Critical-care nursing is that specialty
within nursing that deals specifically with human responses to life-threatening
problems. A critical-care nurse is a licensed professional nurse who is
responsible for ensuring that all critically ill patients and their families
receive optimal care.
Although very sick and complex patients
have always existed, the concept of critical care is relatively modern. As
advances have been made in medicine and technology, patient care has become much
more complex. To provide appropriate care, nurses needed specialized knowledge
and skills, while care delivery mechanisms also needed to evolve to support
patients’ needs for continuous monitoring and treatment. The first intensive
care units emerged in the 1950s as a means to provide care to very sick patients
who needed one-to-one care from a nurse. It was from this environment that the
specialty of critical-care nursing emerged.
According to the March 1996 report, “The
Registered Nurse Population,” by the U.S. Department of Health and Human
Services (DHHS), there are 273,850 nurses in the U.S. who care for
critically ill patients in the hospital setting. Critical-care nurses account
for an estimated 24 percent of the total number of nurses working in the
Critical-care nurses practice
in settings where patients require complex assessment, high intensity therapies
and interventions, and continuous nursing vigilance. Critical-care nurses rely
upon a specialized body of knowledge, skills, and experience to provide care to
patients and families and create environments that are healing, humane, and
caring. Foremost, the critical-care nurse is a patient advocate.
Critical-care nurses work
in a wide variety of settings, filling a variety of roles. They are bedside
clinicians, nurse educators, nurse researchers, nurse managers, clinical nurse
specialists, and nurse practitioners. With the onset of managed care and the
resulting migration of patients to alternative settings, critical-care nurses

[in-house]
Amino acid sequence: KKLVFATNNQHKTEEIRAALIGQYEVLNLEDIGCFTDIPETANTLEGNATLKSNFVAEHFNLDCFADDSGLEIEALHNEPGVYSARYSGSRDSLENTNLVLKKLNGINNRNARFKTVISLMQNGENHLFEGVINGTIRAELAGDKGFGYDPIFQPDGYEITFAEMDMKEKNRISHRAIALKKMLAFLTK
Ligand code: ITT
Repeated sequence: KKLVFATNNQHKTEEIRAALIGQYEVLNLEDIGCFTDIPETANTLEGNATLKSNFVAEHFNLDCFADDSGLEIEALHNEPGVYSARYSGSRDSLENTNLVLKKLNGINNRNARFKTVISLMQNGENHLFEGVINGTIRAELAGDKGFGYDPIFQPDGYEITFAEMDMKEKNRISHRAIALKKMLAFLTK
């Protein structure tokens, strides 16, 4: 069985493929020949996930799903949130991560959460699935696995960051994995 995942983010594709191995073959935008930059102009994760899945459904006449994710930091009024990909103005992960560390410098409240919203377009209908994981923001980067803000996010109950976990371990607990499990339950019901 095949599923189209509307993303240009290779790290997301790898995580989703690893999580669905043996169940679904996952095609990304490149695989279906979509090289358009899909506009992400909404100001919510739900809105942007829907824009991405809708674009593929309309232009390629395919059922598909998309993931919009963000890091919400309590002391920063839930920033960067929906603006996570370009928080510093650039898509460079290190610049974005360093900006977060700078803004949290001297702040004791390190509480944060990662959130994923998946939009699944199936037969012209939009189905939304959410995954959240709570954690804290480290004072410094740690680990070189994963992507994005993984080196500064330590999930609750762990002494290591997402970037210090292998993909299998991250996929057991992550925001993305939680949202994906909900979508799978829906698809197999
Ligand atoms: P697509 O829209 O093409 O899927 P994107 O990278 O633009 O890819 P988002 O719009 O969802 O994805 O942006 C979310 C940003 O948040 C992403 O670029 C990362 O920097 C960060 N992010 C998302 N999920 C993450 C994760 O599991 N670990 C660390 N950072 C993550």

are now called upon to care for sicker patients more than ever before.
Managed care has also fueled a
growing demand for advanced practice nurses in the acute- and critical-care
setting. Advanced practice nurses have received advanced education at the
master’s or doctoral level. In the critical-care setting, they are most
frequently Clinical Nurse Specialists (CNS) and Acute-Care Nurse Practitioners (ACNPs).
They demonstrate a high level of independence and in many states, they are now
eligible for direct financial reimbursement, just like physicians.
A CNS is an expert clinician in
a particular specialty—critical care in this case. The CNS is responsible for
the identification and intervention of clinical problems and in the management
of those problems to improve care for patients and families. They provide direct
patient care, including assessing, diagnosing, planning and prescribing
pharmacologic and non-pharmacologic treatment of health problems.
ACNPs, in the critical-care
setting, focus on making clinical decisions related to complex patient care
problems encountered in the acute-care setting. Their activities include health
history and risk appraisal, interpretation of diagnostic tests and providing
treatment, which may include prescribing medication.
Critical-care nursing includes
the sub-specialties of adult, pediatric, and neonatal nursing practice.